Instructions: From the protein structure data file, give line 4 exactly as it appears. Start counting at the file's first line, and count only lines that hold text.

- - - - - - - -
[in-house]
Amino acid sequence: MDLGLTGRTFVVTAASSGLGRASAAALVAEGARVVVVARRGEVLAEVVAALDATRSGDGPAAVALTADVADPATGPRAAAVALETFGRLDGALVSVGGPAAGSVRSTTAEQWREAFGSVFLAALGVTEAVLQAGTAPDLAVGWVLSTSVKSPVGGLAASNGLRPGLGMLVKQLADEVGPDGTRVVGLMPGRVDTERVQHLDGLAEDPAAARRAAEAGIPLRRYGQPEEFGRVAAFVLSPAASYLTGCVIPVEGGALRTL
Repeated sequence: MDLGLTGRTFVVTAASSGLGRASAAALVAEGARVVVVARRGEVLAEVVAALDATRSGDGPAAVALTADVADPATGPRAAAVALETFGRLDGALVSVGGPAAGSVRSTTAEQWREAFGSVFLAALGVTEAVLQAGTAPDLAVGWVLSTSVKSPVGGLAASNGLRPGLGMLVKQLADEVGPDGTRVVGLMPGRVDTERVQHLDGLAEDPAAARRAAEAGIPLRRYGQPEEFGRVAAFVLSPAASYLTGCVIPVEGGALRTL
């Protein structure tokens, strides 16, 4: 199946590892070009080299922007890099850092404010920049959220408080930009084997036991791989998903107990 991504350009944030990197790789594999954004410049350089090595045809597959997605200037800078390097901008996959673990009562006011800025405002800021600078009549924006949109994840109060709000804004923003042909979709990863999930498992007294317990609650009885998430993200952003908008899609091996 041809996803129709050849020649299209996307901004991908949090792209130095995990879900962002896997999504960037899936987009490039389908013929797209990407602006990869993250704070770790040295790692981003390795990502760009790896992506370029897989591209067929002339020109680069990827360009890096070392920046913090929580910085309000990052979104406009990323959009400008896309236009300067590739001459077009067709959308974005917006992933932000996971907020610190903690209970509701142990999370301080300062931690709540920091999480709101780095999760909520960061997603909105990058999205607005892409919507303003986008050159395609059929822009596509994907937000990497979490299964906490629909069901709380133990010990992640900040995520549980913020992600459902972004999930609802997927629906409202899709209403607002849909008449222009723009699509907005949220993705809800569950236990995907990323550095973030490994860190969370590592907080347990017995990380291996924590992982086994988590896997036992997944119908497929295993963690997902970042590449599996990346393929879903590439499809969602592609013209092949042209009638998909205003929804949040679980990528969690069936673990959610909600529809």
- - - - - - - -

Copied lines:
């Protein structure tokens, strides 16, 4: 199946590892070009080299922007890099850092404010920049959220408080930009084997036991791989998903107990 991504350009944030990197790789594999954004410049350089090595045809597959997605200037800078390097901008996959673990009562006011800025405002800021600078009549924006949109994840109060709000804004923003042909979709990863999930498992007294317990609650009885998430993200952003908008899609091996 041809996803129709050849020649299209996307901004991908949090792209130095995990879900962002896997999504960037899936987009490039389908013929797209990407602006990869993250704070770790040295790692981003390795990502760009790896992506370029897989591209067929002339020109680069990827360009890096070392920046913090929580910085309000990052979104406009990323959009400008896309236009300067590739001459077009067709959308974005917006992933932000996971907020610190903690209970509701142990999370301080300062931690709540920091999480709101780095999760909520960061997603909105990058999205607005892409919507303003986008050159395609059929822009596509994907937000990497979490299964906490629909069901709380133990010990992640900040995520549980913020992600459902972004999930609802997927629906409202899709209403607002849909008449222009723009699509907005949220993705809800569950236990995907990323550095973030490994860190969370590592907080347990017995990380291996924590992982086994988590896997036992997944119908497929295993963690997902970042590449599996990346393929879903590439499809969602592609013209092949042209009638998909205003929804949040679980990528969690069936673990959610909600529809």